We're finally moving to a cashless economy.
The National Payments Corp. of India has launched a new payment architecture called Unified Payments Interface. The initiative is aimed at making banking services accessible to a wider audience, while reducing a lot of the pain points involved in online banking.
With UPI, you can use your phone to send and receive money using a unique identifier called the UPI ID (or a virtual address). The UPI ID is all you need to transfer or receive funds, and unlike traditional NEFT or RTGS services, UPI will be available 24 hours a day, seven days a week.
What is the Unified Payments Interface?
The Unified Payments Interface is a nation-wide unified payment architecture that's designed to drive the country toward a cashless economy. The Reserve Bank of India has identified that just six non-cash transactions a year are being undertaken per person on average, with just over 10% of the 10 million retailers accepting card payments.
With the number of smartphone users set to hit 500 million within the next five years, UPI is seen as the way forward. Moving to a digital payments system also allows the government to curb the country's black money problem.
The RBI defines its objectives with the initiative thusly:
To offer an architecture and a set of standard APIs to facilitate the next generation online immediate payments, leveraging trends such as increasing smartphone adoption, Indian language interfaces, and universal access to Internet and data.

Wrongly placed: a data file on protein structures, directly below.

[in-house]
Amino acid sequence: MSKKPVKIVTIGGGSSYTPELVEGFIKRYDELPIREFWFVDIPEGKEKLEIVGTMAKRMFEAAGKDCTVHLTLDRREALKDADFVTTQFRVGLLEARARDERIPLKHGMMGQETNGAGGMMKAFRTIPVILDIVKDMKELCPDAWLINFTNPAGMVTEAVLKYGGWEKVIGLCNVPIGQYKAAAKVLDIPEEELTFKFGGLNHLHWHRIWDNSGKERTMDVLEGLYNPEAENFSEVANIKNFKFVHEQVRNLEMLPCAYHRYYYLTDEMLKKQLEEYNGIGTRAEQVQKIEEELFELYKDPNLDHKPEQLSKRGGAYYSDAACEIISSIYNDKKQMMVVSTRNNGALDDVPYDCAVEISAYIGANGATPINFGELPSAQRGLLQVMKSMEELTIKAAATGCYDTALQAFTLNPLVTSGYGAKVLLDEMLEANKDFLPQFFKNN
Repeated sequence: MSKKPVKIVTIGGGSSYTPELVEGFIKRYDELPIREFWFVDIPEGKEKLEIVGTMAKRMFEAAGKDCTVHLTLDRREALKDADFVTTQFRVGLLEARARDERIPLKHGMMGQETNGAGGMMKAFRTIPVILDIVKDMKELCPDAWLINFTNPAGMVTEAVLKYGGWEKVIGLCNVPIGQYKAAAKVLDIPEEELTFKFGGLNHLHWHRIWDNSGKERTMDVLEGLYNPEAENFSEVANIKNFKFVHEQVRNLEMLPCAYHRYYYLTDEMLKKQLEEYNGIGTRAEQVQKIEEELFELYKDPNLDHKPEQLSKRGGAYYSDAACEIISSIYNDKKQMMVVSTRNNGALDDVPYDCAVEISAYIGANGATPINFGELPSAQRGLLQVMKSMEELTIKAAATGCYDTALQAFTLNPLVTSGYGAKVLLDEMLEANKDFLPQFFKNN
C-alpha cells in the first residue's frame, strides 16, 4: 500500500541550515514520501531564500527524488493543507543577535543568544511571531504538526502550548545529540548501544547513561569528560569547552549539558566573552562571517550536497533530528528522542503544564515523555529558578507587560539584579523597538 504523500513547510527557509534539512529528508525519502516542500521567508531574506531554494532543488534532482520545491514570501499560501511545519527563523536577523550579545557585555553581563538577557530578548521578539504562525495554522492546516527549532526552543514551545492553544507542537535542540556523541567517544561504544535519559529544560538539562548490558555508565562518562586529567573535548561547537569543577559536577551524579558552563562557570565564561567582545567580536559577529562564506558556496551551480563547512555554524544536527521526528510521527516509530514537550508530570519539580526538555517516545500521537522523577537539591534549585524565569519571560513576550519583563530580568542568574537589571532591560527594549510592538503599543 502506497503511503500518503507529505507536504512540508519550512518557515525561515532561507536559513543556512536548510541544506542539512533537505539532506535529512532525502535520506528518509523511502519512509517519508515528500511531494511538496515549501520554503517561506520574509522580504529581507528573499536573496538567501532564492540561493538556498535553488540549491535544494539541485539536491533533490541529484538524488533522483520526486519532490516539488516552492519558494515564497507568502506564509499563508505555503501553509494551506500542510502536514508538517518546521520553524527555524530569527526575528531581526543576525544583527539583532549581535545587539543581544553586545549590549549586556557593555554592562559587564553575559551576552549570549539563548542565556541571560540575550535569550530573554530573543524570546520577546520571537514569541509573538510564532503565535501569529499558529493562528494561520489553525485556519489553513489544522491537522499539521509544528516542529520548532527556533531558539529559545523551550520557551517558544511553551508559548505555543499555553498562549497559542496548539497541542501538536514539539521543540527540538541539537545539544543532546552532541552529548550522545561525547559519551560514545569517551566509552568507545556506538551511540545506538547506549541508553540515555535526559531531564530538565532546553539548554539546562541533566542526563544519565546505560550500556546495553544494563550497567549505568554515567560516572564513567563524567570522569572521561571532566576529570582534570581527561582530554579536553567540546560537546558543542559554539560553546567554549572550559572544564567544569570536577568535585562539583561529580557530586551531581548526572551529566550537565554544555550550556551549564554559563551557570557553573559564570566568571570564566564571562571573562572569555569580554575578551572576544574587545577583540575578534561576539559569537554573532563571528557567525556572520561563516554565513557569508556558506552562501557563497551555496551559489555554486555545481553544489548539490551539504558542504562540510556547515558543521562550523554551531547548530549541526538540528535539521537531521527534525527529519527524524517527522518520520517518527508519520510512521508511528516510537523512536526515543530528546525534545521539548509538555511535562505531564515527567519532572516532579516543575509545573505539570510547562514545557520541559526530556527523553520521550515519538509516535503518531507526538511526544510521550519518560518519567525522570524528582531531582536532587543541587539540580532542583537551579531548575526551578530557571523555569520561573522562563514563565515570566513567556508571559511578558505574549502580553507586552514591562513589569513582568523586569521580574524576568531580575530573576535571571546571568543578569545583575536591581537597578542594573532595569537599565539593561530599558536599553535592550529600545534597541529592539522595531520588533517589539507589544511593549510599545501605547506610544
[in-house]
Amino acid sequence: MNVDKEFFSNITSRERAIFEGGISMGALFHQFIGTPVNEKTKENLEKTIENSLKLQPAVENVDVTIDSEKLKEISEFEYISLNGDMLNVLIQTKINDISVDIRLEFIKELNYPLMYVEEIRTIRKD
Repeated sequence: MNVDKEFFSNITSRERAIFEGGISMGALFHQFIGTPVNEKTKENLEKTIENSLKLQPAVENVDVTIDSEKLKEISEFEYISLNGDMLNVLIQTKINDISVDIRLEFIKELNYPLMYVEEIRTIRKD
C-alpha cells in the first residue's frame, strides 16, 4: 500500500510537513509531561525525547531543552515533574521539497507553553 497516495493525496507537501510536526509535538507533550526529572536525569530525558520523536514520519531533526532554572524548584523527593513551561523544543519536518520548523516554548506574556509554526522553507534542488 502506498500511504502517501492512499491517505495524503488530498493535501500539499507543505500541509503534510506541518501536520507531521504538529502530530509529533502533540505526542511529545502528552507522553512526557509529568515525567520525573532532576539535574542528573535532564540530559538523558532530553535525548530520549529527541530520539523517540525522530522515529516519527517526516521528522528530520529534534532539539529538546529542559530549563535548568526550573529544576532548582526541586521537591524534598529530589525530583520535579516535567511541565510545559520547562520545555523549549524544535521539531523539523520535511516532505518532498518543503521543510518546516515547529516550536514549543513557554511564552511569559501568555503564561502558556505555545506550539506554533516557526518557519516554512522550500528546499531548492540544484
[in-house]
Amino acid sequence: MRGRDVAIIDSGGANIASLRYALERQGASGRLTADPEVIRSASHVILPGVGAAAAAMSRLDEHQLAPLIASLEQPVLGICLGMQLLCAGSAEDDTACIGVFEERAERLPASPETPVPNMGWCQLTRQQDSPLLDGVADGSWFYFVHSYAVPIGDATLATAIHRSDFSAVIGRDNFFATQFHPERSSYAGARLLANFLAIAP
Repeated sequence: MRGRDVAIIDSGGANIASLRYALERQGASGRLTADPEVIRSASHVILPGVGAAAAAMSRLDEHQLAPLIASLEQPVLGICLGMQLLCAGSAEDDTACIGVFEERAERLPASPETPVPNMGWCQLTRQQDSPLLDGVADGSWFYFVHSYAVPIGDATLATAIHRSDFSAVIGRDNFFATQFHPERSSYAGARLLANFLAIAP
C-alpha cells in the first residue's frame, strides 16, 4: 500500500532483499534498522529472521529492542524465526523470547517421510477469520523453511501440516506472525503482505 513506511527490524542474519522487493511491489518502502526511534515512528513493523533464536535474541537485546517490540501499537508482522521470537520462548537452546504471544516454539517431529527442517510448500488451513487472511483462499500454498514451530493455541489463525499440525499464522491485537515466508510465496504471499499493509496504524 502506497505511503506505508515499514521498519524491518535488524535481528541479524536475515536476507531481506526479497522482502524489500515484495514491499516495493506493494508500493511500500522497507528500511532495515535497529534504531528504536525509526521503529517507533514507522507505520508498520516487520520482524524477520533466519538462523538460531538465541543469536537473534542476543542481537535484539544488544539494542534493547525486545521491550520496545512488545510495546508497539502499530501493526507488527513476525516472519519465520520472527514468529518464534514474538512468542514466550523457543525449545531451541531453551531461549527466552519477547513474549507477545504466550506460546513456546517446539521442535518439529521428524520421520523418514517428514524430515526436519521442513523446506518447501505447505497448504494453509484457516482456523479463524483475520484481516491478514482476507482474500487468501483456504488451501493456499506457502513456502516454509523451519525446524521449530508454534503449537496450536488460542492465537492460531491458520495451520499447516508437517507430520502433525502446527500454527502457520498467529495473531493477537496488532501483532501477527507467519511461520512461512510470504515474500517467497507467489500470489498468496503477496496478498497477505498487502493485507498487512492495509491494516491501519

How can I set it up?
You can set up UPI by linking your Aadhaar number, credit or debit card number, or your bank account. With UPI, you don't need to know the recipient's name, bank account, or the bank's IFCS code. All that's required is the unique UPI ID for a transaction to go through. The system is similar to Immediate Payment Service (IMPS), but has a daily limit of ₹1 lakh.
UPI is both a push and pull platform, meaning that you can pay someone ("push") as well as receive funds ("pull"). There's also a collect option that will come in handy for merchants, and you can even pre-authorize recurring payments for utilities, loans, subscriptions, and the like.
UPI is interoperable as well, which means that you can transfer money to an account in another bank instantaneously. The service will also be integrated into e-commerce, letting you purchase items online by entering your UPI ID instead of your card details. In terms of security, you'll get a one-time password as soon as you authorize a transaction. The biggest draw with the initiative is that you no longer have to share sensitive information when conducting a transaction.
The NPCI has several use cases listed in the UPI charter.
When can I start using it?
Very soon. The NPCI has partnered with over 19 banks for UPI-based payments. The banks are in the process of rolling out updates to their mobile apps, following which you will be able to leverage the service.
In addition, e-commerce vendors are also getting in on the action. Flipkart has acquired PhonePe earlier this month, and is now working on a UPI-based payments solution. From co-founder Sachin Bansal:
In a lot of ways, cash on delivery and wallets exists in the interim until we find the final version (of payments). We are hoping that UPI will solve the last-mile final gap and make our experience for users a magical one.
Unified Payments Interface has the potential to revolutionize payments in the country. With the service set to be rolled out over the coming weeks and months, we will have much more to share on how you can get started and use UPI to the fullest extent.